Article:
enhanced paternity pay

It’s been a big year for pay reporting. This year businesses with 250 or more staff had to start reporting their gender pay data and publishing it on their website. Since then, it’s been suggested that race pay gap and pay-ratio gap should also be reported by companies who employ 250 people. It is also the threshold number for detailed GDPR records.

250 is clearly a magic number in Government thinktanks and committees. This month it was touted that businesses who employ the magic number of people might also have to start publishing their family friendly policies – maternity, paternity, adoption, shared parental leave etc.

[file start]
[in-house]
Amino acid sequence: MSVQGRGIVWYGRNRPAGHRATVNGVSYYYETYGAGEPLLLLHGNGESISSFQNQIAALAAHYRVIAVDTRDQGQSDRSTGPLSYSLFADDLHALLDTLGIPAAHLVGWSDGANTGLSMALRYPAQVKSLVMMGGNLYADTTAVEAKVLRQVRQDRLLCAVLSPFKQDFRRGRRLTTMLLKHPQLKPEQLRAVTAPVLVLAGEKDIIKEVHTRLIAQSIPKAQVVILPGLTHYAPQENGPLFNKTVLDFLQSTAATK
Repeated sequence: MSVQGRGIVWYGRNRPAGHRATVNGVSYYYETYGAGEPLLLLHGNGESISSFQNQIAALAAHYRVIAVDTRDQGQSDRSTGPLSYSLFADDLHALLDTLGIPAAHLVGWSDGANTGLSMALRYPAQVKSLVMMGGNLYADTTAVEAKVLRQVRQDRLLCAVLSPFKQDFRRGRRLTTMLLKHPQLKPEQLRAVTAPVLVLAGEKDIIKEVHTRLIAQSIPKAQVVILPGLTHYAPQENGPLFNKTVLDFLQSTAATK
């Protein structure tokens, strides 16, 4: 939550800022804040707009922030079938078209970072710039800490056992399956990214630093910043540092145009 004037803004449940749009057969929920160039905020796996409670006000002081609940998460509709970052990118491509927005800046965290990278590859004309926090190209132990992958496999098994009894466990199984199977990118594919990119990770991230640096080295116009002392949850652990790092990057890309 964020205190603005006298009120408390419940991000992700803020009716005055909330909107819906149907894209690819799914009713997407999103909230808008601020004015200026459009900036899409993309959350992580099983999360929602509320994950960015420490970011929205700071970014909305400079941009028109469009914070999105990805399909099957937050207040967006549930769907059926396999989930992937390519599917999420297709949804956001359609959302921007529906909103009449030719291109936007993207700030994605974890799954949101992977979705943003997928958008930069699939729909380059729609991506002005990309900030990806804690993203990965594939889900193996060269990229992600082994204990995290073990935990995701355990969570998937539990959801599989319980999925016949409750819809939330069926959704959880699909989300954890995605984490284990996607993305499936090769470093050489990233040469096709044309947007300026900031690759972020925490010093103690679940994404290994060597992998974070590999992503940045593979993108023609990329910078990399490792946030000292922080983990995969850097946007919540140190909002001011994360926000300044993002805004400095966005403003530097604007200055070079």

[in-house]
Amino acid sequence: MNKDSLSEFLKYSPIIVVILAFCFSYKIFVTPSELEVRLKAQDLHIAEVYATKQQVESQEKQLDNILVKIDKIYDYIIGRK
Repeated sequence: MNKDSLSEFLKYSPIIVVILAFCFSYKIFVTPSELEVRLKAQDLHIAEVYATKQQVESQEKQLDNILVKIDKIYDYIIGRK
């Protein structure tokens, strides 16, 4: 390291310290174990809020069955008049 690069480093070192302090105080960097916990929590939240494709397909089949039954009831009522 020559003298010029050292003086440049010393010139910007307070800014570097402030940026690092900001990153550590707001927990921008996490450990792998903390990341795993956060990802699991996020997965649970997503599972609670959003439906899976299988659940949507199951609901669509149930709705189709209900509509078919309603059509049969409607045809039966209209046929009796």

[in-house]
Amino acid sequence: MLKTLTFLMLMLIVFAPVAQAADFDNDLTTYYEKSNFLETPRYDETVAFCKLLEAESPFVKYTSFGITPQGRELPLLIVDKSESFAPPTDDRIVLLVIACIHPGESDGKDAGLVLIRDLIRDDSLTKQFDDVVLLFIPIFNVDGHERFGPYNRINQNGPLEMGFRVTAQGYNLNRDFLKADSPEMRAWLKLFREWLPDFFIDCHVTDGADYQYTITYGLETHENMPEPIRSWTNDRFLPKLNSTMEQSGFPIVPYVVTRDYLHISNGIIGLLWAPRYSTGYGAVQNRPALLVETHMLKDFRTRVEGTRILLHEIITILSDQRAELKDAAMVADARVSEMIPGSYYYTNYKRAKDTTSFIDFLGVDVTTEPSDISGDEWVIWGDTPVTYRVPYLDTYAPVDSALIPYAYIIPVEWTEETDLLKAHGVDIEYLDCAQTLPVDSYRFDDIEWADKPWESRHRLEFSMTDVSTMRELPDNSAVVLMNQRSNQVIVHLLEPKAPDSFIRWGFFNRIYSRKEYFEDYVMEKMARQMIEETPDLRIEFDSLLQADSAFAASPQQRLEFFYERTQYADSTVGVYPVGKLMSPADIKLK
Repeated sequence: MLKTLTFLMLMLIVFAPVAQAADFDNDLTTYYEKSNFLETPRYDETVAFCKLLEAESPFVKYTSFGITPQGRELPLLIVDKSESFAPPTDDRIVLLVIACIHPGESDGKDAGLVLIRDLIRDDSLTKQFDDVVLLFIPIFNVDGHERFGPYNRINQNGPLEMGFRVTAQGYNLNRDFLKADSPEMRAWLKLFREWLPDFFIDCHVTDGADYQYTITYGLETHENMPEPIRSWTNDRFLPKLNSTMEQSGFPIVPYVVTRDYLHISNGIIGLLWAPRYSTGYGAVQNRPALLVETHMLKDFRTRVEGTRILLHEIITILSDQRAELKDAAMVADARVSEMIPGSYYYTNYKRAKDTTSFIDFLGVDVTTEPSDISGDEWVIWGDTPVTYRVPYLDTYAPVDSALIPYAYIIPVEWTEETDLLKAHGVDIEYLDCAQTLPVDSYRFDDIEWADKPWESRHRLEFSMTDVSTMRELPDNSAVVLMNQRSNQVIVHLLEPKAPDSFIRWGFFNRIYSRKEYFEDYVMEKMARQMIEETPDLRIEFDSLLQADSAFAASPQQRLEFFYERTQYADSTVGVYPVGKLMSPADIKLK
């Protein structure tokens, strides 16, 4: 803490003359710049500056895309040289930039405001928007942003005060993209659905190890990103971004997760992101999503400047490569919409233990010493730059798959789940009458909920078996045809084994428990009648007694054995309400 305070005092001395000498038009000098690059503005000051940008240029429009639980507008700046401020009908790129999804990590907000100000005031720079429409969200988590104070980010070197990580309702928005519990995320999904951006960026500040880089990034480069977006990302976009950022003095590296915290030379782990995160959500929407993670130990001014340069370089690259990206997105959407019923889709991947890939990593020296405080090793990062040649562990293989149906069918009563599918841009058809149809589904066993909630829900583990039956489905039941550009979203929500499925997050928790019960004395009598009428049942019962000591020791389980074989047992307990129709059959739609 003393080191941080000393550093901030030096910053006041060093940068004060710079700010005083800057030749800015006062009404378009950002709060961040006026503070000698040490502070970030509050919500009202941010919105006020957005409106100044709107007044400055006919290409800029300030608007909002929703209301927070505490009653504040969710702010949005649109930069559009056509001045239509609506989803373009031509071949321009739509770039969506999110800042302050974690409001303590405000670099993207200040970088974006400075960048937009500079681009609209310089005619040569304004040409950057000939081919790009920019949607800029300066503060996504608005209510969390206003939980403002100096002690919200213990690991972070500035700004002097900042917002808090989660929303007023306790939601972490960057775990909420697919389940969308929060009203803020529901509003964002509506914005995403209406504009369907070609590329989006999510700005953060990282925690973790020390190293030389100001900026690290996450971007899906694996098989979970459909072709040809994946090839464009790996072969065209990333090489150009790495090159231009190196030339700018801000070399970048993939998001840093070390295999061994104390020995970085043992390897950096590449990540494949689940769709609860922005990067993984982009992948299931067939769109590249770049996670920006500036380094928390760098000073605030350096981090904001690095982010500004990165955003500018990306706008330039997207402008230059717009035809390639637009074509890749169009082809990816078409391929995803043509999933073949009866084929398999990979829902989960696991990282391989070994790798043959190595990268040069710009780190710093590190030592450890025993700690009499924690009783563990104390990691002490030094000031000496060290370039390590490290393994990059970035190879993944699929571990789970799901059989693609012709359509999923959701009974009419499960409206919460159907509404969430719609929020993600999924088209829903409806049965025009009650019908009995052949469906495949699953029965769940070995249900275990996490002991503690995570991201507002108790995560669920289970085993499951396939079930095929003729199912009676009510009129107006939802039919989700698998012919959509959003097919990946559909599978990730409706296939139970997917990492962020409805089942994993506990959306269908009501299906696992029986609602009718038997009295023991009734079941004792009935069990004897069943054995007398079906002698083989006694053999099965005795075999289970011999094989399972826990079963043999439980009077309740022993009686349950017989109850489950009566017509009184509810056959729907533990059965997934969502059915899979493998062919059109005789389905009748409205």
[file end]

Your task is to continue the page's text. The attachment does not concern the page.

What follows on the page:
The logic behind this suggestion is that many prospective employees are able to find out about family friendly provisions without fear of discrimination if they ask about them at interview. Another possible reason for such a change is that it will encourage take up of shared parental leave.

Since becoming a family friendly option in 2015, shared parental leave has a low take up. The reason for this seems to be twofold; male employees don’t know much about it and the shared parental pay is usually less than maternity pay.

With greater knowledge of the right to take shared parental leave, perhaps there will be an increase parity of terms between parental and maternity pay. This in turn would result in greater uptake of shared parental leave. If more males/non-child birthing parents take parental leave then that will help reduce any unconscious maternity risk bias associated during the recruitment and promotion of female employees.